Search by BoMiProt ID - Bomi48

Primary Information

BoMiProt ID Bomi48
Protein Name Calpain-1 catalytic subunit
Organism Bos taurus
Uniprot IDQ27970
Milk FractionMFGM, Exosome
Ref Sequence ID NP_776684.1
Aminoacid Length 716
Molecular Weight 82207
FASTA Sequence Download
Gene Name CAPN1
Gene ID 281661
Protein Existence Status Reviewed: Experimental evidence at protein level

Secondary Information

Protein Function receptor functioning , activation of enzymes , organization of cytoskeletal proteins , and myofibrillar protein turnover; involved in lysosomal rupture and the resultant release of lysosomal cathepsins into the cytoplasm during neuronal cell death; hydrophobic feature it has an important role in the membrane anchoring; Calpastatin, the ubiquitously expressed endogenous calpain inhibitor, blocks both calpain 1 and 2 with similar efficiency and does not inhibit any other protease
Biochemical Properties family of Ca2+-activated neutral thiol endopeptidases classified as tissue-specific; active at micromolar [Ca2+] concentrations; composed of 80-kDa catalytic subunits, which are products of separate genes, and a 30-kDa regulatory subunit; contains 19 amino acid residues that can be cleaved by autolysis during activation
Significance in milk responsible for mitochondrial and lysosomal membrane permeabilization during mammary gland involution
PTMs Phosphorylation - nine phosphorylated residues were identified in calpain 1
Site(s) of PTM(s)

N-glycosylation, O-glycosylation,
Predicted Disorder Regions NA
DisProt Annotation
TM Helix Prediction No TM helices
Linking IDs
Bibliography 1. Suzuki, K., Imajoh, S., Emori, Y., Kawasaki, H., Minami, Y., & Ohno, S. (1987). Calcium-activated neutral protease and its endogenous inhibitor. Activation at the cell membrane and biological function. FEBS Letters, 220(2), 271–277.
2. Shiraha, H., Glading, A., Chou, J., Jia, Z., & Wells, A. (2002). Activation of m-calpain (calpain II) by epidermal growth factor is limited by protein kinase A phosphorylation of m-calpain. Molecular and Cellular Biology, 22(8), 2716–2727.
3. Smith, S. D., Jia, Z., Huynh, K. K., Wells, A., & Elce, J. S. (2003). Glutamate substitutions at a PKA consensus site are consistent with inactivation of calpain by phosphorylation. FEBS Letters, 542(1–3), 115–118.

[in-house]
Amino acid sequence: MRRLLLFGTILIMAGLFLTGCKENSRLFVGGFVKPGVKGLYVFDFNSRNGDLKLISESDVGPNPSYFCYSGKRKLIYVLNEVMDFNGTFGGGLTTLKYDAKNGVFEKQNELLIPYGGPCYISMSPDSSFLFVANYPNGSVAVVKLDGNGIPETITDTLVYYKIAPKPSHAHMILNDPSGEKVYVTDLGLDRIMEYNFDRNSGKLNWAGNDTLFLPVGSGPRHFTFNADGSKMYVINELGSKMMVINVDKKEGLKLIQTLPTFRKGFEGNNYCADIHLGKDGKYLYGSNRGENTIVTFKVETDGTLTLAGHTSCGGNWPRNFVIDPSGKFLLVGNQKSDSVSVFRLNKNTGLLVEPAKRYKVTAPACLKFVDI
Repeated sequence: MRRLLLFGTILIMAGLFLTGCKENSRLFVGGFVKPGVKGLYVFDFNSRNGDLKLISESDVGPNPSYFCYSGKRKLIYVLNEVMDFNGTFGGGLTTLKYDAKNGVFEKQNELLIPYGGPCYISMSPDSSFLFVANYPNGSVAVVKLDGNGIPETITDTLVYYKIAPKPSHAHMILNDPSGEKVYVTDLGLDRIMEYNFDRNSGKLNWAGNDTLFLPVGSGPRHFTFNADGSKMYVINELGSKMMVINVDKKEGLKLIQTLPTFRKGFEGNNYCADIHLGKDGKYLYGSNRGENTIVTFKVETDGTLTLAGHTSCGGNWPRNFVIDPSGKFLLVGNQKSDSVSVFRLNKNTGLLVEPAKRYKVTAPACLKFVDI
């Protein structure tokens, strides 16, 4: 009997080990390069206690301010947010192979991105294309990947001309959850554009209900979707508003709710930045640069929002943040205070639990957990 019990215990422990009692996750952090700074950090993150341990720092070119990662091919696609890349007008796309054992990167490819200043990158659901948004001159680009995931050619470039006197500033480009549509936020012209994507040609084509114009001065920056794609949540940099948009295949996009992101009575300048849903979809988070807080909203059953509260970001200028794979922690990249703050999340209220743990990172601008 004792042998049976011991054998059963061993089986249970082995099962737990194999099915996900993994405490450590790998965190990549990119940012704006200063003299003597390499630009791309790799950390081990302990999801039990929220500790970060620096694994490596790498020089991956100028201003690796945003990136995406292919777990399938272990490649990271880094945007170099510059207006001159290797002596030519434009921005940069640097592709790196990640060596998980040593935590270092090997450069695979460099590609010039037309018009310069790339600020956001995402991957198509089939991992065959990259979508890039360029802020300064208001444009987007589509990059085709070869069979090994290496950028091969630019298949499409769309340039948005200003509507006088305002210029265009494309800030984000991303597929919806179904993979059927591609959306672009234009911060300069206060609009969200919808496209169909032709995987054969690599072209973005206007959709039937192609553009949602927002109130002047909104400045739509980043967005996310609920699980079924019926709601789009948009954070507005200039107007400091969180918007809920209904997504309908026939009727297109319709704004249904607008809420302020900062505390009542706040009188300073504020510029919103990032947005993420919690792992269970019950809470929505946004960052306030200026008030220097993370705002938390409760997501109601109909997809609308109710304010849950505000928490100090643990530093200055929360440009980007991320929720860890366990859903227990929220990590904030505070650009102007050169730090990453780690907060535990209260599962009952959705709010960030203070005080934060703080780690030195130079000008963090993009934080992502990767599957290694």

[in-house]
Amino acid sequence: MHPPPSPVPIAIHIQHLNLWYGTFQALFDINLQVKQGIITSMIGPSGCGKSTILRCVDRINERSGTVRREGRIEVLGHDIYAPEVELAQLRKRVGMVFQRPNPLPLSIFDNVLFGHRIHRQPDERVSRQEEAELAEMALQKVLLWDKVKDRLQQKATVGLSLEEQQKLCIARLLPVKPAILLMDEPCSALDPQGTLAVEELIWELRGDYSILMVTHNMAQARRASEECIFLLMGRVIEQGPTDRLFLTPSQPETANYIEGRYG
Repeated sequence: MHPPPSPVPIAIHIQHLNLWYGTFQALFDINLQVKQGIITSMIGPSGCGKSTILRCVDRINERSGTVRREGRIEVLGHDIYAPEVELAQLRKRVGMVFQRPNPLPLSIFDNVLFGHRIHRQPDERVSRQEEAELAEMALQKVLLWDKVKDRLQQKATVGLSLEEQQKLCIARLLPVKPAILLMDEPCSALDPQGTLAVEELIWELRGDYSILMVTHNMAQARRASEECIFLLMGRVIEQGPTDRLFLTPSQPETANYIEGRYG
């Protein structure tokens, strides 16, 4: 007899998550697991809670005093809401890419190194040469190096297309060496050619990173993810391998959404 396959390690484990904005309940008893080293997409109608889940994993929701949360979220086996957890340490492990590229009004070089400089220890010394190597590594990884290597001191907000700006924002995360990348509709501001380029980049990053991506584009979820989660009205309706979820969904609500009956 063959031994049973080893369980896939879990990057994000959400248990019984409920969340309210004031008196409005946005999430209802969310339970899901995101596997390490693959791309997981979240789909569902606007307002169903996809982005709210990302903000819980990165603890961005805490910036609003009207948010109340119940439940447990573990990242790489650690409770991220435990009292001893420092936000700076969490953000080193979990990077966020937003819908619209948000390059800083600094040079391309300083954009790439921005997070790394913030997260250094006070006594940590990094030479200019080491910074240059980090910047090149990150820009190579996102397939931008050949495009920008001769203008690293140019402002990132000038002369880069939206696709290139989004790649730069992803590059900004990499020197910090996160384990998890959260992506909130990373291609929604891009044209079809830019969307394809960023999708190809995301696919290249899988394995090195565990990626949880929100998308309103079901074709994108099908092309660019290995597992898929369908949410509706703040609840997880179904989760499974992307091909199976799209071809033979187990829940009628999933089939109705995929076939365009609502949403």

4. Zadran, S., Jourdi, H., Rostamiani, K., Qin, Q., Bi, X., & Baudry, M. (2010). Brain-derived neurotrophic factor and epidermal growth factor activate neuronal m-calpain via mitogen-activated protein kinase-dependent phosphorylation. The Journal of Neuroscience : The Official Journal of the Society for Neuroscience, 30(3), 1086–1095.
5. Glading, A., Bodnar, R. J., Reynolds, I. J., Shiraha, H., Satish, L., Potter, D. A., … Wells, A. (2004). Epidermal growth factor activates m-calpain (calpain II), at least in part, by extracellular signal-regulated kinase-mediated phosphorylation. Molecular and Cellular Biology, 24(6), 2499–2512.
6. Imajoh, S., Kawasaki, H., & Suzuki, K. (1986). The amino-terminal hydrophobic region of the small subunit of calcium-activated neutral protease (CANP) is essential for its activation by phosphatidylinositol. Journal of Biochemistry, 99(4), 1281–1284.
7. Hosfield, C. M. (1999). Crystal structure of calpain reveals the structural basis for Ca2+-dependent protease activity and a novel mode of enzyme activation. The EMBO Journal, 18(24), 6880–6889.
8. Strobl, S., Fernandez-Catalan, C., Braun, M., Huber, R., Masumoto, H., Nakagawa, K., … Bode, W. (2000). The crystal structure of calcium-free human m-calpain suggests an electrostatic switch mechanism for activation by calcium. Proceedings of the National Academy of Sciences of the United States of America, 97(2), 588–592.
9. Ilian, M. A., Gilmour, R. S., & Bickerstaffe, R. (1999). Quantification of ovine and bovine calpain I, calpain II, and calpastatin mRNA by ribonuclease protection assay. Journal of Animal Science, 77(4), 853–864.
10. Arnandis, T., Ferrer-Vicens, I., García-Trevijano, E. R., Miralles, V. J., García, C., Torres, L., … Zaragozá, R. (2012). Calpains mediate epithelial-cell death during mammary gland involution: mitochondria and lysosomal destabilization. Cell Death and Differentiation, 19(9), 1536–1548.